Although another part of my conversation with my friend struck a nerve. He said he had gotten into a debate with some other scientists about fossil horses. He said they were wrong about whatever they were discussing. They brushed it off because he was just a masters holder and worked at a small museum. People tell me how archaeology and ancient history aren’t actual sciences. But if can put that shallow prejudice aside, you can learn some interesting things. Like how in most societies throughout time positions of power were usually earned through bloodlines. Such respect and confidence was placed in the power of relations that it often didn’t matter how good of a hunter or warrior or leader you were. It didn’t matter if you were a maverick or an imbecile, benevolent or just an asshole, what mattered was what clan or family or house you belonged to. And that is what is going on today.

I usually refer to the PhD as a fancy piece of paper. This gets a range of disgruntled responses from “it proves you’ve done the work” to “it’s your license to find fossils” to “it’s the key to being a paleontologist”. However it seems to be used as the new clan system. It’s used to automatically discount anyone who disagrees with you or to lock out anyone but the elite few. Don’t get me wrong, a PhD is quite the accomplishment. But I don’t think a lack of it should be used to dismiss someone out of hand. What happened to experience? What happened to merit? What happened to good old fashion hard work? Look at my friend. He has 30 years experience in the lab and the field, including two of the biggest paleo projects around (Diamond Valley and Tule Springs). In fact his work on one of those led to the recent creation of a national monument. How many people can say they have helped create a national monument? He has published innumerable papers on fossil species and presented at dozens of scientific conferences. But he is automatically wrong because he doesn’t have the fancy piece of paper.

And what does that accomplish? From the sound of it: the preservation of ego and academic dogma. How is that in anyway science? When did the old system of lineage worship accomplish anything? Say what you want about the Aztecs but at least they were meritocratic. Sure it was through war but you could become part of the nobility if you were good at it. Genghis Kahn was only able to conquer half the world by uniting the 5 mongol tribes. He accomplished this by not rewarding family ties but rewarding prowess in battle. According to legend, an enemy warrior wounded him on the cheek. Rather than killing him in retaliation, Kahn instead admired his skill and gave him a rank of honor. A PhD should be a step up. Not a get out of jail free card. There is more than one route to becoming a scientist. I have to take the back door approach because my learning disability prevents me from going any higher than community college. So am I just fucked? Should I give up my life’s passion and find some other line of work because I can’t get the ridiculously high standard? I think that if you have done the work and can show you know your stuff, it’s shouldn’t matter whether or not you have the fancy piece of paper. This use of the PhD as a means to stifle dissent or exclude others, like the treatment of specimens as private property, is a trend that just needs to die (preferably by acid bath or impalement).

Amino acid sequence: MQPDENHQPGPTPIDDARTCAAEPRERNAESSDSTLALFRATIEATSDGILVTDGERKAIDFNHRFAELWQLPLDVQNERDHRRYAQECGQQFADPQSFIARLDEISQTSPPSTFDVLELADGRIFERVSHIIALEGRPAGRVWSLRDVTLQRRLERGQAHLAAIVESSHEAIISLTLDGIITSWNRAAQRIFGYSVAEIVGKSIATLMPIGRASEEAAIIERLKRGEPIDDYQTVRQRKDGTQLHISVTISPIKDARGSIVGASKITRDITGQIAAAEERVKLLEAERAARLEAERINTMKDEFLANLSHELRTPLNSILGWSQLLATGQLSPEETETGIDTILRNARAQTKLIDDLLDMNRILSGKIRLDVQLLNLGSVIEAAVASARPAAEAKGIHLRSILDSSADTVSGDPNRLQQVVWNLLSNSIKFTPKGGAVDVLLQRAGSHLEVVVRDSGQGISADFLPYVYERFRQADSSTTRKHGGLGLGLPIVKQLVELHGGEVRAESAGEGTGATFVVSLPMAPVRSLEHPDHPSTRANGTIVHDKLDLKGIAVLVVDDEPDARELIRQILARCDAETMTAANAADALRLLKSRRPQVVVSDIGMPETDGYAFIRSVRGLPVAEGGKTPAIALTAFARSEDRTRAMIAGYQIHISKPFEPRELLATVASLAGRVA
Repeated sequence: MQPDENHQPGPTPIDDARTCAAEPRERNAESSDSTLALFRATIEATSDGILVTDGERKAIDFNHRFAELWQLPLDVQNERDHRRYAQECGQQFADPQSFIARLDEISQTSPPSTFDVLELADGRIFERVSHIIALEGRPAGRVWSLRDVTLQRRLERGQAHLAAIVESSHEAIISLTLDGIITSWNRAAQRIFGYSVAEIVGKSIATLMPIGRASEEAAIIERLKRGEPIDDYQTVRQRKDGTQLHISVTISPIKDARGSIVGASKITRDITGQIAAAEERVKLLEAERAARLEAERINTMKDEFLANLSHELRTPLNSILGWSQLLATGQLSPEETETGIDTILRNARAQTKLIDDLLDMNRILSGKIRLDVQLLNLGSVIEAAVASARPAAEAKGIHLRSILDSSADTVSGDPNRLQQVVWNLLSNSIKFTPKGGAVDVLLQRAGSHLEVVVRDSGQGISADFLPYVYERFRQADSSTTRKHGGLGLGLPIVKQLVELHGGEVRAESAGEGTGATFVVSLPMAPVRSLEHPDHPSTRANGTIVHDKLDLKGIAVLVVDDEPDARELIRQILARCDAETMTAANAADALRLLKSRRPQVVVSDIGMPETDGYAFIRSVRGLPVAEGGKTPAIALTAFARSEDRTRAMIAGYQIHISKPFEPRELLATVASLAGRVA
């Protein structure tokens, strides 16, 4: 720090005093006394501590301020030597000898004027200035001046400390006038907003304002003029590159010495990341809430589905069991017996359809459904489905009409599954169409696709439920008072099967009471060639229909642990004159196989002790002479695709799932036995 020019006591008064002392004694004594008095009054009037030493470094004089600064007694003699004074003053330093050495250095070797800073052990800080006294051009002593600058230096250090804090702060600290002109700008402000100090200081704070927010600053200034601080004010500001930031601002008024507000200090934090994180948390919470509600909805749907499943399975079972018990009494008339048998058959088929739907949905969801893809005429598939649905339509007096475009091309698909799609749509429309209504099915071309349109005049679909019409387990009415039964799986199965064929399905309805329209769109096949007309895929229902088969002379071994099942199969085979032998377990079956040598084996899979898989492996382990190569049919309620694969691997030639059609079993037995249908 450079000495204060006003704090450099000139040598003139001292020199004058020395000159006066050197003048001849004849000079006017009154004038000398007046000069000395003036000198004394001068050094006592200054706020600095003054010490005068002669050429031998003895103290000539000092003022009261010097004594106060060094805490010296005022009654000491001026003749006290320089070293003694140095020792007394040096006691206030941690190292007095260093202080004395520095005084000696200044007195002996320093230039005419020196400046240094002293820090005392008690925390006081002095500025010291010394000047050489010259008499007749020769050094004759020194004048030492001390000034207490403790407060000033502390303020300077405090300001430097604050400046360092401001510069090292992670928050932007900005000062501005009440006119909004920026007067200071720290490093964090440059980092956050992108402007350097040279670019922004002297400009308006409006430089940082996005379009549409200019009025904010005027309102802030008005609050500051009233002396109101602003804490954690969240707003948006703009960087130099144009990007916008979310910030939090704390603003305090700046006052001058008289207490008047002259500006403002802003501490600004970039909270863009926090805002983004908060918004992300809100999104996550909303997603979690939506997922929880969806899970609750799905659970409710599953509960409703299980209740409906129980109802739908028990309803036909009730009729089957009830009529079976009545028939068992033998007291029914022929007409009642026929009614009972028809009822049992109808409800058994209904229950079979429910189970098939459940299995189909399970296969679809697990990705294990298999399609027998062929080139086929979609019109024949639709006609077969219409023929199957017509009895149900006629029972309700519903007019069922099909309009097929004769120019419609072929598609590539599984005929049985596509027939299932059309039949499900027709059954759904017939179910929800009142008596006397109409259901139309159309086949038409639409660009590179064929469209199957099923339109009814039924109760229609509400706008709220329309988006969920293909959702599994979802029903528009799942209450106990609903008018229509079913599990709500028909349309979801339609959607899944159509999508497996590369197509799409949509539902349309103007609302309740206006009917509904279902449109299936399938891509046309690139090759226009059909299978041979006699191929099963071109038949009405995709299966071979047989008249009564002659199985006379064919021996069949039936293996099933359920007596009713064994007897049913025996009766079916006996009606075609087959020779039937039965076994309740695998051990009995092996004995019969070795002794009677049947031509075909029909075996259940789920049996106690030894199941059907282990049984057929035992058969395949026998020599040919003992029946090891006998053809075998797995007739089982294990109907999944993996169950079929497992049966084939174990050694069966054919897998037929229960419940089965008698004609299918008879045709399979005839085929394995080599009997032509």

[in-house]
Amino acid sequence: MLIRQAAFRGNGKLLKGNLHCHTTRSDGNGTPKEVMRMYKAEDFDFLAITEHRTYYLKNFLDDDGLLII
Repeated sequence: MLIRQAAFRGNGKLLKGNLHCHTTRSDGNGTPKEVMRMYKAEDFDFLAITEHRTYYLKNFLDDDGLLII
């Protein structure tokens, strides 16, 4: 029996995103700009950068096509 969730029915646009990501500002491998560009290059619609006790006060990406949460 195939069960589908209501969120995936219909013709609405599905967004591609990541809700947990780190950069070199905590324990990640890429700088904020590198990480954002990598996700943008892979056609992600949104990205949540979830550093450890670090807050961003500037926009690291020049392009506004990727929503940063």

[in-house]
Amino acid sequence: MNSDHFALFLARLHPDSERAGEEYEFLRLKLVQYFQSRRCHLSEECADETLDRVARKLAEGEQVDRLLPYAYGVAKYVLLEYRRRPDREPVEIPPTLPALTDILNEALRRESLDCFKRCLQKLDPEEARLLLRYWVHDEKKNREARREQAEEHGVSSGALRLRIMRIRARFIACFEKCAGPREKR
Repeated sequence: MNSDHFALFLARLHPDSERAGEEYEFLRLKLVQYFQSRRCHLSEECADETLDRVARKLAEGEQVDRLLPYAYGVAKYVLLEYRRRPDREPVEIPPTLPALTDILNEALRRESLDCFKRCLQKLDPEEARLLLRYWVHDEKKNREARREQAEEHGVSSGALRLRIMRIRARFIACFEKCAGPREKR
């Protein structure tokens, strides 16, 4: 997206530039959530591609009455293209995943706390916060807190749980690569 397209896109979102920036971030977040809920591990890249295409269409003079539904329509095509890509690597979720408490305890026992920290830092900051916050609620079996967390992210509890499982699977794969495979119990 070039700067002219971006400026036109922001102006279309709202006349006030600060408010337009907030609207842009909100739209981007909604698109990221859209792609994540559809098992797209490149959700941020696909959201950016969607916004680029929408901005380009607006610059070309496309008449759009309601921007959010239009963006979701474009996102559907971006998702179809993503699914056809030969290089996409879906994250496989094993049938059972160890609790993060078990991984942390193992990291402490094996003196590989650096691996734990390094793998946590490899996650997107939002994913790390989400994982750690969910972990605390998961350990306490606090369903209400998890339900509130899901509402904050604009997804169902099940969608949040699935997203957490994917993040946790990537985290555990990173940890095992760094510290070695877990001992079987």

But what do I know? I’m not a scientist. I’m not even a grad student. Just as they say, I’m noting more than a “hateful idiot with a point to make”. Those folks (at least one of them) were scientists. They have done the actual work. What have I accomplished? Nothing. A few fossils found (one on a pay-to-prospect field trip) and a virtual museum that was dead on arrival because all the specimens are copyrighted. What do I have to offer the paleontological community? Just delusions of grandeur fed by stupidity, blind hate, and wishful thinking. I am able to go to SVP, so I guess there is the threat of me killing brain cells there. And what if I encounter any of those people? I’m no good at confrontation. Thought that may not matter. I’m a nobody, a minnow in a sea of sharks. I’ll just melt into background like I always do.

So sorry to disappoint you all. I’d like to come back but I feel like I’m not fit for this.

One thought on “Just some Notes on my Ineptitude

  1. Just read this and had to comment: Egos, power and recognition. The downfall of many. And in the end, there’s only a few people who routinely bow down to the Phd (usually other Phd-s!). The rest? Well, they form their own opinions and no matter what the current “science” says, the vast, overwhelming majority of human life on this planet will believe exactly as they want to. Perhaps, that lack of control (“idiots! They’re not listening to us!!”) is what really irks this tiny, microscopic subset of society who make up this academic clique. This is a lesson the media has discovered (painfully) that opinion can’t be controlled and with the numerous dischordant voices clammering for attention, a message (true or otherwise)can be overwhelmed and unheard. Far more powerful, is a voice such as yours which can explain and interpret science in a non-threatening manner to the millions who find paleo interesting….and have lives as such that they don’t have a Phd…(and many have normal human relationships too.) …and THOSE millions like museums and will help fund them. Open minds. All things are possible.